How to Distribute Assets for a Better Return

How to Distribute Assets for a Better Return

Posted by on Apr 20, 2022

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Asset allocation, also called asset distribution, is a measure of how the breadth of your investment portfolio is spread among varying asset classes. The goal of asset allocation, also called portfolio diversification, is to maximize expected returns for a given level of risk.

Risk is an inherent element of investing, regardless of the asset class -- there is no such thing as a 100-percent “safe” investment. Investments that offer the highest potential for return, such as startup equity funding, alternatives and initial public offerings, also tend to bring the greatest amount of risk. Conversely, investments such as treasury bills, money market funds, and municipal bonds offer lower returns for the tradeoff of a much lower risk that you’ll somehow lose your investment capital.

The redistribution of assets within your portfolio to potentially increase returns while managing risk is part of a concept called Modern Portfolio Theory (MPT). Below we’ll take a look at the core tenets of MPT, as well as how investors can examine a redistribution of their investment assets in an attempt to increase diversification and manage risk versus expected returns.


What Is Modern Portfolio Theory?

There are three main tenets of Modern Portfolio Theory:

  • Potential returns are directly correlated to the level of risk involved. Greater risk equals greater returns.
  • Your portfolio’s overall risk and return profile outweighs that of any single investment.
  • A diversified portfolio consisting of non-correlated assets can help manage risk and maximize expected returns.

In other words, investors who adhere to the concept of Modern Portfolio Theory strive to craft an investment portfolio of diverse, non-correlated investments and assets that provide a balance between risk and return. While MPT is most often applied to diversification of publicly traded securities, the strategy also can be used by professional and retail real estate investors.


Reallocating Real Estate Assets to Manage Risk Versus Expected Returns

If there were an off-the-shelf formula for distributing real property assets to increase returns while keeping risk within tolerable levels, then every real estate investor would likely become the next Warren Buffet.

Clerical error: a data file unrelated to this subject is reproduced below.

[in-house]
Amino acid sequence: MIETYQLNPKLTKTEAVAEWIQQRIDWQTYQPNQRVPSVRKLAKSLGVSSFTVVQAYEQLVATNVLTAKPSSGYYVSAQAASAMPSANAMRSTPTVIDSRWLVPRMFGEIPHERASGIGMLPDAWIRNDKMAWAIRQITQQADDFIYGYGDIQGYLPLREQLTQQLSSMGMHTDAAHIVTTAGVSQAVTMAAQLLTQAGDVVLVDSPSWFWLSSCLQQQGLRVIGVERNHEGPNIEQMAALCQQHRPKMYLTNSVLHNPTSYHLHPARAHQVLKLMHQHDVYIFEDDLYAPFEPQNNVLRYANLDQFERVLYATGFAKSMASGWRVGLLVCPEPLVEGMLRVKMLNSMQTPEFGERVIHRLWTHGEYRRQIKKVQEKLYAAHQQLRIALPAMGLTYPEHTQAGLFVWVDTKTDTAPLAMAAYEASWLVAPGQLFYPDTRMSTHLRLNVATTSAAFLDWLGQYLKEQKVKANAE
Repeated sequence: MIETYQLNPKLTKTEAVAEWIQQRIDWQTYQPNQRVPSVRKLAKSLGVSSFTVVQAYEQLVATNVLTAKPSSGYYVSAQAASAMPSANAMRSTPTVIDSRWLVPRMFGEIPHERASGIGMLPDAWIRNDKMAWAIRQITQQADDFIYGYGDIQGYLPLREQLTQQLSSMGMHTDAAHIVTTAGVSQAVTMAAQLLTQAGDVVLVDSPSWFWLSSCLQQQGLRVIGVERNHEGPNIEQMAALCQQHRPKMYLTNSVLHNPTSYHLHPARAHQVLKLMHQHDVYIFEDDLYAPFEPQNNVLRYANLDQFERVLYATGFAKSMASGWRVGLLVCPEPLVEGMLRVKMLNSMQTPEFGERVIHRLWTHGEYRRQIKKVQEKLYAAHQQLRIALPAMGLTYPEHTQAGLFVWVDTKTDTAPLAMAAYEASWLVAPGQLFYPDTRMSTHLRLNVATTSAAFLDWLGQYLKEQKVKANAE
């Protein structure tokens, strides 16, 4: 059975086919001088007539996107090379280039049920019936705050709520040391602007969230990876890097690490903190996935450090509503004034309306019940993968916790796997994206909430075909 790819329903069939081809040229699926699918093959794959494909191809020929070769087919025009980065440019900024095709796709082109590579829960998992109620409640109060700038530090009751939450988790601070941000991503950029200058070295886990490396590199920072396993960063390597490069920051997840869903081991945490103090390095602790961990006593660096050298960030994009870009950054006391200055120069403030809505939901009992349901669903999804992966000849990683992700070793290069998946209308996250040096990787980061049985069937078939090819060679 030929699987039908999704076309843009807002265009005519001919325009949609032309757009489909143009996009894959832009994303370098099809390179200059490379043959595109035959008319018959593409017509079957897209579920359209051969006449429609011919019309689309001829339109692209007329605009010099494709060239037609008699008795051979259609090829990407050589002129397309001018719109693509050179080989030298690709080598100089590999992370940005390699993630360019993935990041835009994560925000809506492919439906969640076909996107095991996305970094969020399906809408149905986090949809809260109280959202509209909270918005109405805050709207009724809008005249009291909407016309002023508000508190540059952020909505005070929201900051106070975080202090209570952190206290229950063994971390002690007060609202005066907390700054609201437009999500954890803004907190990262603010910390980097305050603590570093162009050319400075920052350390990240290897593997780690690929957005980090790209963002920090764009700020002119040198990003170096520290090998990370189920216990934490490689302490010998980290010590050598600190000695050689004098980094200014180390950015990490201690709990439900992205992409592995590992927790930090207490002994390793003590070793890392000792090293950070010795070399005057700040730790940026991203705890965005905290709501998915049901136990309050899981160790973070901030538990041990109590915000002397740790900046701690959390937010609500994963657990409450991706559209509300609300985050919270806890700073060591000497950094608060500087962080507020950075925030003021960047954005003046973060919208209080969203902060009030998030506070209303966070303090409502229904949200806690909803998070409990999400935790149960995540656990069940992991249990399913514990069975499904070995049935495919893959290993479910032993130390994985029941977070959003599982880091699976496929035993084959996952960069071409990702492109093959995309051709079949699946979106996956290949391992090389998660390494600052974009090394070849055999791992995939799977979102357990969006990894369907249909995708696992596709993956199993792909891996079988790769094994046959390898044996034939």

Truth is, there’s no magic formula for “correct” asset allocation because each asset class comes with its own inherent levels of risk and return -- investing in an apartment complex or funding a startup doesn’t have the same risk factors and return parameters as investing in publicly traded stocks or U.S. Treasury notes. Similarly, every investor brings to the table his or her own tolerance for risk, as well as investment capital and expectation for returns.

Time, or investment horizon, also plays a huge role in investment decisions. Investors who can financially sustain longer hold times with their investments have the ability to pursue longer-term investments, while investors that require more liquidity with their investment capital often pursue shorter-term investments.


The Bottom Line

Modern Portfolio Theory has historically been applied mainly to publicly traded securities, but the principles of mixing investment assets by class and geographical location can also help provide increased balance and diversity to a portfolio of real estate investments.

Finding the suitable mix of asset allocation is a unique formula for each investor. Factors such as age, net worth, risk tolerance, and other pressures impact each investor’s investment allocation decisions. Consulting with certified financial professionals can help you gain a clearer understanding of how to potentially redistribute the assets in your portfolio to manage risk versus expected returns.

 

This material is for general information and educational purposes only. Information is based on data gathered from what we believe are reliable sources. It is not guaranteed as to accuracy, does not purport to be complete and is not intended to be used as a primary basis for investment decisions. It should also not be construed as advice meeting the particular investment needs of any investor. Consult with your tax advisor regarding your individual circumstances. Neither Asset Allocation nor Diversification guarantee a profit or protect against a loss in a declining market. They are methods used to help manage investment risk. All investments have the potential to lose value during the life of the investment. There is no guarantee that the investment objectives of any particular program will be achieved. Risk tolerance is an investor's general ability to withstand risk inherent in investing. There is no guarantee a recommended portfolio will accurately reflect your tolerance to risk.

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